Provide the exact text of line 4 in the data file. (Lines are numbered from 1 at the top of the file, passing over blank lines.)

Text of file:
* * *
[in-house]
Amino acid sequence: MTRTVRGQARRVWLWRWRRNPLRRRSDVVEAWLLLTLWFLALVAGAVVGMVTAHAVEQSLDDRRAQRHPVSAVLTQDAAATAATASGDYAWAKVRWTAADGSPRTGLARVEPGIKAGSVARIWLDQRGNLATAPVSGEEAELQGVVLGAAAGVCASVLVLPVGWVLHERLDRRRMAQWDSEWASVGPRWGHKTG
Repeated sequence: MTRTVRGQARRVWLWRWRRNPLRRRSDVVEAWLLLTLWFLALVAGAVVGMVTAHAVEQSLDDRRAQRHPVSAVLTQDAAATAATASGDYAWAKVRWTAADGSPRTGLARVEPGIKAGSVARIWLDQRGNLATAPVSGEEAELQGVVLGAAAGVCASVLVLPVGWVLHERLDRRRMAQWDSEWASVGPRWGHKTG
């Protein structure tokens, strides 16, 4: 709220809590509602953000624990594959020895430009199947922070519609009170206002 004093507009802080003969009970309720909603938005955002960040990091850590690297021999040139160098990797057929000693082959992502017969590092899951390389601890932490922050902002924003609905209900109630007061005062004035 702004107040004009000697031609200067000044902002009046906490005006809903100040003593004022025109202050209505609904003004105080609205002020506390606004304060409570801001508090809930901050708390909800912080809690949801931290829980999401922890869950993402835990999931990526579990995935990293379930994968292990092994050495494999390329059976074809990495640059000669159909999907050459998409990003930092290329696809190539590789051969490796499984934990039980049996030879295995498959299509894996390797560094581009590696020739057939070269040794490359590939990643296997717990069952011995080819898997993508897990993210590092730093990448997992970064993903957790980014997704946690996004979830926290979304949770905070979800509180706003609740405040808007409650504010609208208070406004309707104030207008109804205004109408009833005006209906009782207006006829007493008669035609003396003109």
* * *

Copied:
């Protein structure tokens, strides 16, 4: 709220809590509602953000624990594959020895430009199947922070519609009170206002 004093507009802080003969009970309720909603938005955002960040990091850590690297021999040139160098990797057929000693082959992502017969590092899951390389601890932490922050902002924003609905209900109630007061005062004035 702004107040004009000697031609200067000044902002009046906490005006809903100040003593004022025109202050209505609904003004105080609205002020506390606004304060409570801001508090809930901050708390909800912080809690949801931290829980999401922890869950993402835990999931990526579990995935990293379930994968292990092994050495494999390329059976074809990495640059000669159909999907050459998409990003930092290329696809190539590789051969490796499984934990039980049996030879295995498959299509894996390797560094581009590696020739057939070269040794490359590939990643296997717990069952011995080819898997993508897990993210590092730093990448997992970064993903957790980014997704946690996004979830926290979304949770905070979800509180706003609740405040808007409650504010609208208070406004309707104030207008109804205004109408009833005006209906009782207006006829007493008669035609003396003109």